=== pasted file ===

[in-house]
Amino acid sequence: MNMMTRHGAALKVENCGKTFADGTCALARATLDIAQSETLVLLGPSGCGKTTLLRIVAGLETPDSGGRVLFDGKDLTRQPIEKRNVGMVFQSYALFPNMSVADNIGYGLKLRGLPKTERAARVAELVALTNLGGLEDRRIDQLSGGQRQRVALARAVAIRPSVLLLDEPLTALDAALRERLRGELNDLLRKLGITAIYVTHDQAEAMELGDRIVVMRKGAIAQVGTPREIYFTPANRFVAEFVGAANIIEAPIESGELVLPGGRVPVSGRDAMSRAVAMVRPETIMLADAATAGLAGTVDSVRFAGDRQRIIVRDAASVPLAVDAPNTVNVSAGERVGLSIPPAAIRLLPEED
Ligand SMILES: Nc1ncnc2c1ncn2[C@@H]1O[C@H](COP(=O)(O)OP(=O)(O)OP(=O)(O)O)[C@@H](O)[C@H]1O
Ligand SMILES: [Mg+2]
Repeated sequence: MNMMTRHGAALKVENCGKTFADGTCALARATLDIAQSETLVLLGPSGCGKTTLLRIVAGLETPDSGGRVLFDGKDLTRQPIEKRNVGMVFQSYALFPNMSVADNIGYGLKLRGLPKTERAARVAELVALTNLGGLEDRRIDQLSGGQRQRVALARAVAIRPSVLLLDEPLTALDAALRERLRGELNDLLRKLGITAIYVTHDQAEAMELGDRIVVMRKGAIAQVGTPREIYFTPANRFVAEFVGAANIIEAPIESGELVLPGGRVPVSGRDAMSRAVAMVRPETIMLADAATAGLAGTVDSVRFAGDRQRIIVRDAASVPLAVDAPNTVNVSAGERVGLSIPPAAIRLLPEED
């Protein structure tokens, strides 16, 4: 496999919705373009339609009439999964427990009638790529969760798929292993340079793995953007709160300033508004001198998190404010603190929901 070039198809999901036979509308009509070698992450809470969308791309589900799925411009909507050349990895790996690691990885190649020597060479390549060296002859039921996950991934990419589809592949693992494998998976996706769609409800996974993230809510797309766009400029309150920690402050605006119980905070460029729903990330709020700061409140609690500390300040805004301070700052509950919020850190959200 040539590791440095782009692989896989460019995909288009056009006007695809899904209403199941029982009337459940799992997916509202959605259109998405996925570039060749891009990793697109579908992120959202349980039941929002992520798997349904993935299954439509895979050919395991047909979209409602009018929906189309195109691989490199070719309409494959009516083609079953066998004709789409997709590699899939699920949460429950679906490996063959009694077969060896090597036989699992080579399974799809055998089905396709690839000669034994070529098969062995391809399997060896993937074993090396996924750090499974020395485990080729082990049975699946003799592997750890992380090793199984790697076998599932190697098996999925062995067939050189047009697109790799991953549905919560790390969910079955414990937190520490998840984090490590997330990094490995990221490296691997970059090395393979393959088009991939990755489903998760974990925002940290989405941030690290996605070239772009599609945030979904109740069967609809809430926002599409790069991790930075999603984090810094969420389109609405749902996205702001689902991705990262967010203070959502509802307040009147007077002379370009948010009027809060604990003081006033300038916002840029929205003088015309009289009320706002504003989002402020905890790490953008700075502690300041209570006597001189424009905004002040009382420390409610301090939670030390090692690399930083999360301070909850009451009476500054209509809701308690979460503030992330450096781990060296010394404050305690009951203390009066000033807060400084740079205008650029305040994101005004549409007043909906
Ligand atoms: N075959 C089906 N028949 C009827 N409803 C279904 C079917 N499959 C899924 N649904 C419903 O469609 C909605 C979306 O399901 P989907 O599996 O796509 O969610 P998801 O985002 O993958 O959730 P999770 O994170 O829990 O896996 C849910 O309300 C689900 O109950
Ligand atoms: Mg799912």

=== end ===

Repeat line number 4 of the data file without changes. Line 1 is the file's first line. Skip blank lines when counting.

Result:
Ligand SMILES: [Mg+2]